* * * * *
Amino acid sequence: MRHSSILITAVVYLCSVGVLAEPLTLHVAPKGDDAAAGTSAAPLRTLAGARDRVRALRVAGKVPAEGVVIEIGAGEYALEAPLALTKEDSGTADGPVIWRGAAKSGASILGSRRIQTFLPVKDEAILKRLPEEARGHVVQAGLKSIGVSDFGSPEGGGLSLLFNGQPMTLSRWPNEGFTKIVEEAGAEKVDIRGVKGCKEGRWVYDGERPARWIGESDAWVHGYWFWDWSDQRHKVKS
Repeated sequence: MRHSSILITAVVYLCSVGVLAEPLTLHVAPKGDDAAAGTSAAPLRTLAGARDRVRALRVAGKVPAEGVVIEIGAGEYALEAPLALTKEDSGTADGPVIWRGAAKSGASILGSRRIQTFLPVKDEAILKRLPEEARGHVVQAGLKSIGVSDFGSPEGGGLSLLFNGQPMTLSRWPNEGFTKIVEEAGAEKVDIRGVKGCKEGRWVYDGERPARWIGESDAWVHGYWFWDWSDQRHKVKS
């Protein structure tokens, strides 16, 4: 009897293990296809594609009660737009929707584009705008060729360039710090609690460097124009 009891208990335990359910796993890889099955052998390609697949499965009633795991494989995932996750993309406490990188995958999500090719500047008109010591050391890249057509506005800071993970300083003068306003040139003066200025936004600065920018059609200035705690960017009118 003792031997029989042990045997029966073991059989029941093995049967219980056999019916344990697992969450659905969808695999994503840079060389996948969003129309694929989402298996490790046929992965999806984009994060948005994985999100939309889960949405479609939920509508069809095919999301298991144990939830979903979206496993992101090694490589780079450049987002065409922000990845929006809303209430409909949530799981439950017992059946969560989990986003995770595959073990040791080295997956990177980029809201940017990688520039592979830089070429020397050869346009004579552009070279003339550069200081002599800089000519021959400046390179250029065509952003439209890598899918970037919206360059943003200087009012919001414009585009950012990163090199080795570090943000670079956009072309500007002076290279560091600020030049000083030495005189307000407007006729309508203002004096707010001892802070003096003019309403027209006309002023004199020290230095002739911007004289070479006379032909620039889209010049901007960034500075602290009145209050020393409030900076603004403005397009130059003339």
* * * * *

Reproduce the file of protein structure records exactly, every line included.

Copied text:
Amino acid sequence: MRHSSILITAVVYLCSVGVLAEPLTLHVAPKGDDAAAGTSAAPLRTLAGARDRVRALRVAGKVPAEGVVIEIGAGEYALEAPLALTKEDSGTADGPVIWRGAAKSGASILGSRRIQTFLPVKDEAILKRLPEEARGHVVQAGLKSIGVSDFGSPEGGGLSLLFNGQPMTLSRWPNEGFTKIVEEAGAEKVDIRGVKGCKEGRWVYDGERPARWIGESDAWVHGYWFWDWSDQRHKVKS
Repeated sequence: MRHSSILITAVVYLCSVGVLAEPLTLHVAPKGDDAAAGTSAAPLRTLAGARDRVRALRVAGKVPAEGVVIEIGAGEYALEAPLALTKEDSGTADGPVIWRGAAKSGASILGSRRIQTFLPVKDEAILKRLPEEARGHVVQAGLKSIGVSDFGSPEGGGLSLLFNGQPMTLSRWPNEGFTKIVEEAGAEKVDIRGVKGCKEGRWVYDGERPARWIGESDAWVHGYWFWDWSDQRHKVKS
């Protein structure tokens, strides 16, 4: 009897293990296809594609009660737009929707584009705008060729360039710090609690460097124009 009891208990335990359910796993890889099955052998390609697949499965009633795991494989995932996750993309406490990188995958999500090719500047008109010591050391890249057509506005800071993970300083003068306003040139003066200025936004600065920018059609200035705690960017009118 003792031997029989042990045997029966073991059989029941093995049967219980056999019916344990697992969450659905969808695999994503840079060389996948969003129309694929989402298996490790046929992965999806984009994060948005994985999100939309889960949405479609939920509508069809095919999301298991144990939830979903979206496993992101090694490589780079450049987002065409922000990845929006809303209430409909949530799981439950017992059946969560989990986003995770595959073990040791080295997956990177980029809201940017990688520039592979830089070429020397050869346009004579552009070279003339550069200081002599800089000519021959400046390179250029065509952003439209890598899918970037919206360059943003200087009012919001414009585009950012990163090199080795570090943000670079956009072309500007002076290279560091600020030049000083030495005189307000407007006729309508203002004096707010001892802070003096003019309403027209006309002023004199020290230095002739911007004289070479006379032909620039889209010049901007960034500075602290009145209050020393409030900076603004403005397009130059003339």